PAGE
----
Why is Point-of-Sale Marketing Important?


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You’re waiting in line at the supermarket—and, as you’re not particularly interested in staring at the back of the customer in front of you, you glance around the line.

The display of candy bars within immediate reach reminds you that you’re a little hungry, so you grab one (it’s on sale). Oh, and that magazine looks interesting. You’re already reading an article when you get to the cash register, where the teller asks if you want to donate $1 to a charity; and doing so, you write your name on a little heart placard that gets placed on the wall with a hundred other hearts from other donators. Finally, you complete your purchase(s) and get your receipt—with several extra items you hadn’t expected to buy.

What is point of sale marketing?

Point of sale marketing refers to all efforts that increase sales at the point the purchase is actually made. Primarily this revolves around a cash register (although a point of purchase for a business might be a meeting table, or an Internet page), and is a staple of retail and restaurant environments.

The most common method of point of sale marketing is the merchandise display, while other methods include the use of signage, receipts, and suggestive selling by the retailer at the POS.

Who employs point-of-sale marketing?

Restaurants and retailers frequently use point of sale marketing tactics to encourage customers to make last-minute purchases. However, because retailers resell other business’ products, point of sale marketing is significant to every company that sells items located at/near a retailer’s POS.

  • Grocery stores commonly place merchandise shelving in between each available register, featuring items such as magazines, candy, gum, and batteries. Sodas are often displayed in a small refrigeration unit at the end of these displays. Items near the POS frequently move at one-and-a-half to three times as fast as the same product on a shelf elsewhere in the store, and some items in high-traffic supermarkets have been reported to sell as much as 64 times faster.
  • Gas stations similarly line products at their register counter. Here, energy vitamins and beef jerky are items added to those also commonly sold at grocery store registers.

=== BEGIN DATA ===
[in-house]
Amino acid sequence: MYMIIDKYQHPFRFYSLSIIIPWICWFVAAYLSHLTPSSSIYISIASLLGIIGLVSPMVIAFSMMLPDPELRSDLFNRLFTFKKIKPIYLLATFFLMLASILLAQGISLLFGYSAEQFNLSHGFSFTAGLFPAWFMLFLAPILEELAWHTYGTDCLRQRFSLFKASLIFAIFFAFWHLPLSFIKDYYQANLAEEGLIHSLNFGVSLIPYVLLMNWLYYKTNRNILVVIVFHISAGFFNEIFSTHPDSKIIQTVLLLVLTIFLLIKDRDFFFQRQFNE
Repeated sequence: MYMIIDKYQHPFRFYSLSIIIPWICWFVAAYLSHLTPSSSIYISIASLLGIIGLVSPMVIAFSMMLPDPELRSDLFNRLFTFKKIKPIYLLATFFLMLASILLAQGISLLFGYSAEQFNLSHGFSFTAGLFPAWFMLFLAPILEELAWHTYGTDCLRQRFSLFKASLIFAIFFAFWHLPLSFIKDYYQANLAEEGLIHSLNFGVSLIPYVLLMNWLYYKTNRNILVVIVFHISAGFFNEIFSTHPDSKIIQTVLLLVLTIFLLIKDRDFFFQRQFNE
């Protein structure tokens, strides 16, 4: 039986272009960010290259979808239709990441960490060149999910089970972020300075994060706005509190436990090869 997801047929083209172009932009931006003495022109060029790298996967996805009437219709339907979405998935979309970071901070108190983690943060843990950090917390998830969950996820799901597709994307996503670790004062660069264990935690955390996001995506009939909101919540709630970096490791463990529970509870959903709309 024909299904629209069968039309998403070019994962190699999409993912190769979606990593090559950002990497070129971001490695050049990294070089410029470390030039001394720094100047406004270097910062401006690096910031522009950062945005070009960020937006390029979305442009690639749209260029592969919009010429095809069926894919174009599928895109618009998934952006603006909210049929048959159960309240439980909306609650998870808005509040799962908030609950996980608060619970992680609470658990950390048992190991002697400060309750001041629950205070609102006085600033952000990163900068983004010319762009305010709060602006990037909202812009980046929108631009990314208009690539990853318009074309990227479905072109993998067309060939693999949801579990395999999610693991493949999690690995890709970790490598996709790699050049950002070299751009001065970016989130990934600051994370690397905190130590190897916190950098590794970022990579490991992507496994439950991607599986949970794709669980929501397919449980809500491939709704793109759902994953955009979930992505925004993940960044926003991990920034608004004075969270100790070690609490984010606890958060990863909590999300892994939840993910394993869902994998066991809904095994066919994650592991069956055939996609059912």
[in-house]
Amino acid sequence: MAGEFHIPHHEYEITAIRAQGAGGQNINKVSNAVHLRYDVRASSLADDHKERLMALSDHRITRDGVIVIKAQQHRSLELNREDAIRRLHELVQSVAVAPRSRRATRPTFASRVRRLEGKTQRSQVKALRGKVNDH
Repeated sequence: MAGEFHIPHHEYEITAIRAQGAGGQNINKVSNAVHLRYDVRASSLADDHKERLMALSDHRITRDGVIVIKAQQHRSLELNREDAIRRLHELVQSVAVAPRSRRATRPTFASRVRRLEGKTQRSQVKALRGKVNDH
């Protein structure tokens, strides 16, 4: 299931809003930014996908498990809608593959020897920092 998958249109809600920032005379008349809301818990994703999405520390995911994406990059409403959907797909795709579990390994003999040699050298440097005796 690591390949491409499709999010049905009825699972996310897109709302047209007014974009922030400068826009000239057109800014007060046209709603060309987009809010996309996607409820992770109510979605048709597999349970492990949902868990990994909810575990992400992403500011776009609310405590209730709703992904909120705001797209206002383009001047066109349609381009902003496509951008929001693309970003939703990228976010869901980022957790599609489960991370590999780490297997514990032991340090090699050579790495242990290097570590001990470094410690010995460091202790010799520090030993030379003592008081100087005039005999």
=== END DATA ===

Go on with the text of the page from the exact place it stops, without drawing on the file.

• Fast-food restaurants commonly display desserts and gift cards at their POS. Dine-in restaurants in which customers pay at the counter instead of through their server (such as Denny’s and Sizzler) may also feature items here.
  • Retail businesses, including hardware stores, auto parts stores, hobby stores, and others place their own low-ticket items around their checkout locations.
  • Tobacco companies focus much of their advertising around the point of sale; although their displays and advertisements are subject to more legal regulations than other products.
  • Brands can purchase display space at a retailer’s POS, or even use the POS system software to promote their product. For example, Hellman’s designed a program that printed recipes featuring Hellman’s mayonnaise (and other products purchased at the same time) on customers’ receipts, which led to an increase in sales as customers put their mayonnaise to further use.
  • Starbucks is a particularly good example of POS marketing, insofar as they have low-ticket merchandise on display there, a POS software that facilitates suggestive selling, and a receipt program that encourages repeat business.
  • Non-profit organizations and causes can sell paper plaques (also called pinups, icons, or mobiles) at the point of sale, which visually represent a donation made, and offer the customer a social reward for donating (such as putting the donator’s name on display).

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